Cover--Yea or Nay: Yes! It's awesomely steampunk and I love the mechanical horse on the front, even though the mechanical horses didn't have all that much to do with the story.

Characters: I actually wasn't quite sure what to make of Joel at first. I liked him, but he just seemed a little bland and like he complained a lot and didn't try to do anything to fix his problems, but once I got to know him better I really came to like him. He's a sensible boy, and honest (sometimes that might be considered a fault) but he's not afraid to take chances and do what needs to be done, and take charge, even ahead of superiors. While not my favorite young male character ever, I really enjoyed reading about him. Melody I loved first off. Maybe because she loves sketching unicorns and that's delightfully quirky? She's the kind of female character I love to read about. She's got spunk, and she's sarcastically dramatic, and most of all, she's not perfect and admits it and that always goes a long way to endearing me to a female character. Unlike Joel, I didn't find her annoying at all.

As for the supporting characters, I really licked Fitch. He was kind of your typical absentminded professor and was kind and a good guardian for the both of them. Nalizar was both annoying and yet you are never really sure what to think about him, which I really liked. I'm not going to say much more about anyone because I'm afraid I'd give away spoilers. You'll just have to read the book =)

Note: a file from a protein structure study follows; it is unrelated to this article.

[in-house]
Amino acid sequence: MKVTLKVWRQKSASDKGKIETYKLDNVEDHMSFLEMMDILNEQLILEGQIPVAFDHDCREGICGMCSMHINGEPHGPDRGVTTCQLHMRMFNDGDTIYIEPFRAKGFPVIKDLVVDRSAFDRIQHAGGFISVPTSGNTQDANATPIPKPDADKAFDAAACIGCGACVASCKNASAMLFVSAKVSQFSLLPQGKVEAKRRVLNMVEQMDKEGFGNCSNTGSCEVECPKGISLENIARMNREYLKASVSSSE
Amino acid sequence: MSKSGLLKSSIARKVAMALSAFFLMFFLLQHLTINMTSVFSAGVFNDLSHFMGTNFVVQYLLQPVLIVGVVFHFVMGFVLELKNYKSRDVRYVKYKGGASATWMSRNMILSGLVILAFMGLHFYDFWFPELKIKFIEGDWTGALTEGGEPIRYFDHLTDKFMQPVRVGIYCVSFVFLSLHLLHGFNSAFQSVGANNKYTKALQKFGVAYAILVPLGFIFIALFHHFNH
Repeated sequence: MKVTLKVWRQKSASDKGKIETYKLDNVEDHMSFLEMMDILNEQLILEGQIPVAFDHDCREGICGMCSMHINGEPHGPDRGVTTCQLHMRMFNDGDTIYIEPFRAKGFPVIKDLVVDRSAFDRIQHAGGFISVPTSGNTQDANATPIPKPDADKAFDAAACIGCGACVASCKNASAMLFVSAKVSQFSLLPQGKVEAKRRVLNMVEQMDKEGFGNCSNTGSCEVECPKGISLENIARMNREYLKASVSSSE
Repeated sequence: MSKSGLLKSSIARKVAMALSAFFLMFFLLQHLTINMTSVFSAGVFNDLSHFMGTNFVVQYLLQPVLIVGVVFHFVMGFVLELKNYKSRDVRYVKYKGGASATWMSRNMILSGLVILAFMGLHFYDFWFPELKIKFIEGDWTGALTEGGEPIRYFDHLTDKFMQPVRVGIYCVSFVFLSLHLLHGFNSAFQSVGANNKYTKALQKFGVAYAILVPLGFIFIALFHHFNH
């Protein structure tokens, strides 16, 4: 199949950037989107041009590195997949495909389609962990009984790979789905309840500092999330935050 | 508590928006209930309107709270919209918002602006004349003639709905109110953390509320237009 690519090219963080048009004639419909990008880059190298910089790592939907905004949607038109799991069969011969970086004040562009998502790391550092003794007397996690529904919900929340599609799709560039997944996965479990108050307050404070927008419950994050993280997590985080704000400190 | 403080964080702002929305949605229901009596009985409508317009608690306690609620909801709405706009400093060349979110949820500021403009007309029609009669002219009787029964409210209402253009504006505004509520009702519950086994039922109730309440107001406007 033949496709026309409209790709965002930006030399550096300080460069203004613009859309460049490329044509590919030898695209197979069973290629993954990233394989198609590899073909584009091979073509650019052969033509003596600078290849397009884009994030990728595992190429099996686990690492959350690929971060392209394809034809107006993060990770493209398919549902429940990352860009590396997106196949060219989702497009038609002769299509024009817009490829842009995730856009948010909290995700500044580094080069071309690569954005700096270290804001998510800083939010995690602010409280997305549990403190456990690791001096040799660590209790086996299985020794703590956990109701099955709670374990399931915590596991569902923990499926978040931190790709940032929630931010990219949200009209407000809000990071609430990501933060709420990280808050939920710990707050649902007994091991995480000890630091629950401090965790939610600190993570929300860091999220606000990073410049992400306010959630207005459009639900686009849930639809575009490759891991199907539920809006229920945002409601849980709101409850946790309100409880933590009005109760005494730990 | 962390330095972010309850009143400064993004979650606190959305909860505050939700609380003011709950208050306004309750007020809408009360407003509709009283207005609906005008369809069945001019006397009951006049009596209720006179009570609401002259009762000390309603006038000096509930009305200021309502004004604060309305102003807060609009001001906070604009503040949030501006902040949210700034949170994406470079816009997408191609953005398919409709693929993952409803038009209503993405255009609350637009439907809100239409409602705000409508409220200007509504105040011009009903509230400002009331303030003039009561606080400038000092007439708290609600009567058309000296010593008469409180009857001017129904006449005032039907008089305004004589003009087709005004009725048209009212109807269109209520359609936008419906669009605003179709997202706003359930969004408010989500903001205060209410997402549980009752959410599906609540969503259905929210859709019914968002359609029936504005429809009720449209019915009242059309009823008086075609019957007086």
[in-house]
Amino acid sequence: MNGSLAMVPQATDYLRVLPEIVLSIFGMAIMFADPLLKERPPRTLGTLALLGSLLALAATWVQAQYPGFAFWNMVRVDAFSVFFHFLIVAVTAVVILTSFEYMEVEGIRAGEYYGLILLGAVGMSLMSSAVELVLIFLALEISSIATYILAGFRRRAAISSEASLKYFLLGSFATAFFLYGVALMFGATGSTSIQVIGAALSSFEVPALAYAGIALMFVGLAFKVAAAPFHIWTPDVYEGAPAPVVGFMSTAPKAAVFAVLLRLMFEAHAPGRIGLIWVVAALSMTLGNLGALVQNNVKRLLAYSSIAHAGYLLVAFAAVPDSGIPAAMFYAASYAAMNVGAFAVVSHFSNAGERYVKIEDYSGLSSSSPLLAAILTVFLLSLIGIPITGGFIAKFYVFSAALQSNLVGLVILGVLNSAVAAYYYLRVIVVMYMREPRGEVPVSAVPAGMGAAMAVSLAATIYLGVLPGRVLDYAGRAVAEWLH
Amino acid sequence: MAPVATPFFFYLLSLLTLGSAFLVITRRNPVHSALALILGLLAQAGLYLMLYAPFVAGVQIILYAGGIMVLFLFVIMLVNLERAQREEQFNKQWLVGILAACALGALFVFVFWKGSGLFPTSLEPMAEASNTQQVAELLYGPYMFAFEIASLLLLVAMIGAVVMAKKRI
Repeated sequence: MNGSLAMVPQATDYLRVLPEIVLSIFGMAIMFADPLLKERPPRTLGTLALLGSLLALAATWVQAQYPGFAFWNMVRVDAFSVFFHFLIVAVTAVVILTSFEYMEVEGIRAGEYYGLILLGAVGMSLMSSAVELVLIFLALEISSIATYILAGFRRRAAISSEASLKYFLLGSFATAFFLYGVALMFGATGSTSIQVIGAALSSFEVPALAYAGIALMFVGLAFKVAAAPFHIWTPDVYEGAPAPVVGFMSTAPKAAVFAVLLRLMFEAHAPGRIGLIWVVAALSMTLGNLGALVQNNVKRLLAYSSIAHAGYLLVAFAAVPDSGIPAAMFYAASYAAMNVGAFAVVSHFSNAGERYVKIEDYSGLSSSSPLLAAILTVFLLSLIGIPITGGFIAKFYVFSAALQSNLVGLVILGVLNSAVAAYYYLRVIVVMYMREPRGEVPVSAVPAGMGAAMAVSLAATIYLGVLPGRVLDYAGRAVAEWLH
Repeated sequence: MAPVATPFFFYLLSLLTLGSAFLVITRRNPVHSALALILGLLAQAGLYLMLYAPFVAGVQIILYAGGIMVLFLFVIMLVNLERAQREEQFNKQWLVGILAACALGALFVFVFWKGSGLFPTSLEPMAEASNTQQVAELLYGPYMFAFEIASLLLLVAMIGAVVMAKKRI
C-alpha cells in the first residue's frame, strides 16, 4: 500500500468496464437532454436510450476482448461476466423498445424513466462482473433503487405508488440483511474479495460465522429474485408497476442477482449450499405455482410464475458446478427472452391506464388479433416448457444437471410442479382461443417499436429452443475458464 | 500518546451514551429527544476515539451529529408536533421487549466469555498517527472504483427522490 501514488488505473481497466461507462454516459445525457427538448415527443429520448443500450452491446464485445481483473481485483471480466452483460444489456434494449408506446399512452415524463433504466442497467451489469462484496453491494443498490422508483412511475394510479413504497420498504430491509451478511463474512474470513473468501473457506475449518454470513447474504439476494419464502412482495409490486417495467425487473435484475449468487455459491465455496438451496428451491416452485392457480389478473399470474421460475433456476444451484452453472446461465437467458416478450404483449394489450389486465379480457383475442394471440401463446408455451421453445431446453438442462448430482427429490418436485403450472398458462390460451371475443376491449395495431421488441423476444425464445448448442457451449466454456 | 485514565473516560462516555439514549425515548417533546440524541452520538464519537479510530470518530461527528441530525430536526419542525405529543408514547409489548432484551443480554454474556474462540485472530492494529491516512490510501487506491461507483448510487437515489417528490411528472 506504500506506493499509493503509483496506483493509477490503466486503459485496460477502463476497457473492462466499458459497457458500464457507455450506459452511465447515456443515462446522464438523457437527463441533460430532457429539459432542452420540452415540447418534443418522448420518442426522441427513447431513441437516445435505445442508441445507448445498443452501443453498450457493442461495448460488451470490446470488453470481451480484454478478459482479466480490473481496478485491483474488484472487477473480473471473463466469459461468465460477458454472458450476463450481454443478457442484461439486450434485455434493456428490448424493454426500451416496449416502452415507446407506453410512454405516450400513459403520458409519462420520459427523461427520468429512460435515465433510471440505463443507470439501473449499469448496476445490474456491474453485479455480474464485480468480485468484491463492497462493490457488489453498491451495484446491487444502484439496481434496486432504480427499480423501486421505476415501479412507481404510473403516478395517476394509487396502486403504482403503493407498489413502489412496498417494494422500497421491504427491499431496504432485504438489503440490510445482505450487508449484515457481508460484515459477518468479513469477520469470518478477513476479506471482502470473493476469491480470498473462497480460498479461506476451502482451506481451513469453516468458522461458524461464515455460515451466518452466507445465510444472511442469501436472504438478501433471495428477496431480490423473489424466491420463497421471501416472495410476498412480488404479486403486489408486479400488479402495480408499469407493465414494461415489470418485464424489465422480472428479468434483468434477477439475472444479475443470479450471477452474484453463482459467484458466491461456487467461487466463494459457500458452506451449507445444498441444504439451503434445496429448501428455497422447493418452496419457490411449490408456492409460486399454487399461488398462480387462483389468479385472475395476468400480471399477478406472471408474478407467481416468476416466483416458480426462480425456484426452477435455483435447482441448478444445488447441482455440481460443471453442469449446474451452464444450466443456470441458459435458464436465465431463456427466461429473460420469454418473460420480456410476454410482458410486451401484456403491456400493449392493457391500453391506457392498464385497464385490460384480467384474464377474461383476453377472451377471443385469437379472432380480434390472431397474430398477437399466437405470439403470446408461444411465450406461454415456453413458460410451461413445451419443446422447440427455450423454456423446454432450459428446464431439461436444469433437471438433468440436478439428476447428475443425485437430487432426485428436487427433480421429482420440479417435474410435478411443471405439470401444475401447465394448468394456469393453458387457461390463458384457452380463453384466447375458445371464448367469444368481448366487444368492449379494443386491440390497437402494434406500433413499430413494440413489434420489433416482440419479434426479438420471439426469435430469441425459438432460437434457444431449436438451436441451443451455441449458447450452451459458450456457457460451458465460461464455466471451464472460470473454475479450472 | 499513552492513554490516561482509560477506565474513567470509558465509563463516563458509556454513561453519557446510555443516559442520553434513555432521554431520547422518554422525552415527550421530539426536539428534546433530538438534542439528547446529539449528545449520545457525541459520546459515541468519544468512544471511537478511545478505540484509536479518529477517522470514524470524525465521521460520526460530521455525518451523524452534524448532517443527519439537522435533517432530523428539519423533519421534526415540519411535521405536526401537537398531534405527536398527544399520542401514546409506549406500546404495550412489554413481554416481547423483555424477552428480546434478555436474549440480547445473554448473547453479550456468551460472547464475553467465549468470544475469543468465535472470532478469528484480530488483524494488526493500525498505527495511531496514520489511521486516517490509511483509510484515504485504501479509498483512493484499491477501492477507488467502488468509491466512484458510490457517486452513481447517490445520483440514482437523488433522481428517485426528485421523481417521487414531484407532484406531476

The Romance: There wasn't any! Amazingly, Joel and Melody's relationship stayed kind of brother-sister. It may turn into something more in later books, but I don't think it will be for a while. Truthfully there's all too much going on in this book for romance anyway.

Writing Style: The writing style itself isn't really anything amazing, but I'm giving most of the writing points to Brandon Sanderson for world building. That was what I loved most about this book. It's a story set during the turn of the century in a steampunk/gearpunk universe that is like the United States, but...not. Instead all the states are seperate islands, and kind of more like they were before the American Revolution, all being a bit like their own country. For some reason, the island of Nebrask has a whole ton of rampant chalklings that need to be held back from invading the other islands. No one knows how they got there, but all Rithmatists are required to serve there to fight against them. The whole idea of Rithmatics is terribly clever, and I could tell that the author put so much work and consideration into it. I am not mathematically minded, but I loved the idea and the theories of Rithmatics. It's just such a cool idea! The whole thing about how some people are Rithmatists and others aren't was a little bit confusing, but even the characters in the book seemed to think so, so I guess that's just the way it is. In any case, this book is just totally awesome, and I have never come across something like it before.